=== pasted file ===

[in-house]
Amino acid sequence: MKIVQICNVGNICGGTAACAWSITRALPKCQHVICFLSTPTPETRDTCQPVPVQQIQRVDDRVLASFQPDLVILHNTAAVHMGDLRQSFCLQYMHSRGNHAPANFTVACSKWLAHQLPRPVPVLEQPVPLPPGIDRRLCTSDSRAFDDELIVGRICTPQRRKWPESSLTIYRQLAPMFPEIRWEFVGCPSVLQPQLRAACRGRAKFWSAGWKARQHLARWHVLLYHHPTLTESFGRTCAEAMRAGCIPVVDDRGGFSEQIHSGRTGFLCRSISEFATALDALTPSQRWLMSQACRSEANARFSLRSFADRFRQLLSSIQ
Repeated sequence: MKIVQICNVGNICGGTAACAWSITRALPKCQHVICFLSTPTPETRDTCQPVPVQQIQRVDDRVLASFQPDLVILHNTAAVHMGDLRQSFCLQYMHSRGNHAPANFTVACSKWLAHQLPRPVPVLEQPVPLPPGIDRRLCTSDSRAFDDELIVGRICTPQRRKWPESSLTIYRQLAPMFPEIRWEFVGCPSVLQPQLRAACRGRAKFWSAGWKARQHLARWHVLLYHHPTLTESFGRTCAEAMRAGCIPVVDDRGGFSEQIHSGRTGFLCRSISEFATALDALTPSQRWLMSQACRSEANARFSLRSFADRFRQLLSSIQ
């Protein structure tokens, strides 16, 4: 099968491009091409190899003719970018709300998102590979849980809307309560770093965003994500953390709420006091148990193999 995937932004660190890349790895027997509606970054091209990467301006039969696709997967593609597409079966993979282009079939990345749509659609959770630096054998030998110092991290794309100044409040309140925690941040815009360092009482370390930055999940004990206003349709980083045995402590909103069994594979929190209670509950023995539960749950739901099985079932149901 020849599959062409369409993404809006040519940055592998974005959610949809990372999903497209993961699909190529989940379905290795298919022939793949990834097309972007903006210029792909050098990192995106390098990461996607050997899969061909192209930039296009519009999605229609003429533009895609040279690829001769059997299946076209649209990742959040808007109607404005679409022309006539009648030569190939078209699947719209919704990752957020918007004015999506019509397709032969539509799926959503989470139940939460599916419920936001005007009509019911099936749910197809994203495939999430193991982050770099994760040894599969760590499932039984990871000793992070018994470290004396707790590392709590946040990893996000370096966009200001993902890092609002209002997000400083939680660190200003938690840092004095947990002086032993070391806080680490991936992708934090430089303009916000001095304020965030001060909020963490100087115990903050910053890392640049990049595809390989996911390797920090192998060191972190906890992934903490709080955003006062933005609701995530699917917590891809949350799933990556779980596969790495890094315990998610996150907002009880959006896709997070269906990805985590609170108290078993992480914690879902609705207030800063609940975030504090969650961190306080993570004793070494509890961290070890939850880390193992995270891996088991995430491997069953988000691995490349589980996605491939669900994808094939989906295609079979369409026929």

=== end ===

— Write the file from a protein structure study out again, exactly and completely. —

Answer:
[in-house]
Amino acid sequence: MKIVQICNVGNICGGTAACAWSITRALPKCQHVICFLSTPTPETRDTCQPVPVQQIQRVDDRVLASFQPDLVILHNTAAVHMGDLRQSFCLQYMHSRGNHAPANFTVACSKWLAHQLPRPVPVLEQPVPLPPGIDRRLCTSDSRAFDDELIVGRICTPQRRKWPESSLTIYRQLAPMFPEIRWEFVGCPSVLQPQLRAACRGRAKFWSAGWKARQHLARWHVLLYHHPTLTESFGRTCAEAMRAGCIPVVDDRGGFSEQIHSGRTGFLCRSISEFATALDALTPSQRWLMSQACRSEANARFSLRSFADRFRQLLSSIQ
Repeated sequence: MKIVQICNVGNICGGTAACAWSITRALPKCQHVICFLSTPTPETRDTCQPVPVQQIQRVDDRVLASFQPDLVILHNTAAVHMGDLRQSFCLQYMHSRGNHAPANFTVACSKWLAHQLPRPVPVLEQPVPLPPGIDRRLCTSDSRAFDDELIVGRICTPQRRKWPESSLTIYRQLAPMFPEIRWEFVGCPSVLQPQLRAACRGRAKFWSAGWKARQHLARWHVLLYHHPTLTESFGRTCAEAMRAGCIPVVDDRGGFSEQIHSGRTGFLCRSISEFATALDALTPSQRWLMSQACRSEANARFSLRSFADRFRQLLSSIQ
């Protein structure tokens, strides 16, 4: 099968491009091409190899003719970018709300998102590979849980809307309560770093965003994500953390709420006091148990193999 995937932004660190890349790895027997509606970054091209990467301006039969696709997967593609597409079966993979282009079939990345749509659609959770630096054998030998110092991290794309100044409040309140925690941040815009360092009482370390930055999940004990206003349709980083045995402590909103069994594979929190209670509950023995539960749950739901099985079932149901 020849599959062409369409993404809006040519940055592998974005959610949809990372999903497209993961699909190529989940379905290795298919022939793949990834097309972007903006210029792909050098990192995106390098990461996607050997899969061909192209930039296009519009999605229609003429533009895609040279690829001769059997299946076209649209990742959040808007109607404005679409022309006539009648030569190939078209699947719209919704990752957020918007004015999506019509397709032969539509799926959503989470139940939460599916419920936001005007009509019911099936749910197809994203495939999430193991982050770099994760040894599969760590499932039984990871000793992070018994470290004396707790590392709590946040990893996000370096966009200001993902890092609002209002997000400083939680660190200003938690840092004095947990002086032993070391806080680490991936992708934090430089303009916000001095304020965030001060909020963490100087115990903050910053890392640049990049595809390989996911390797920090192998060191972190906890992934903490709080955003006062933005609701995530699917917590891809949350799933990556779980596969790495890094315990998610996150907002009880959006896709997070269906990805985590609170108290078993992480914690879902609705207030800063609940975030504090969650961190306080993570004793070494509890961290070890939850880390193992995270891996088991995430491997069953988000691995490349589980996605491939669900994808094939989906295609079979369409026929």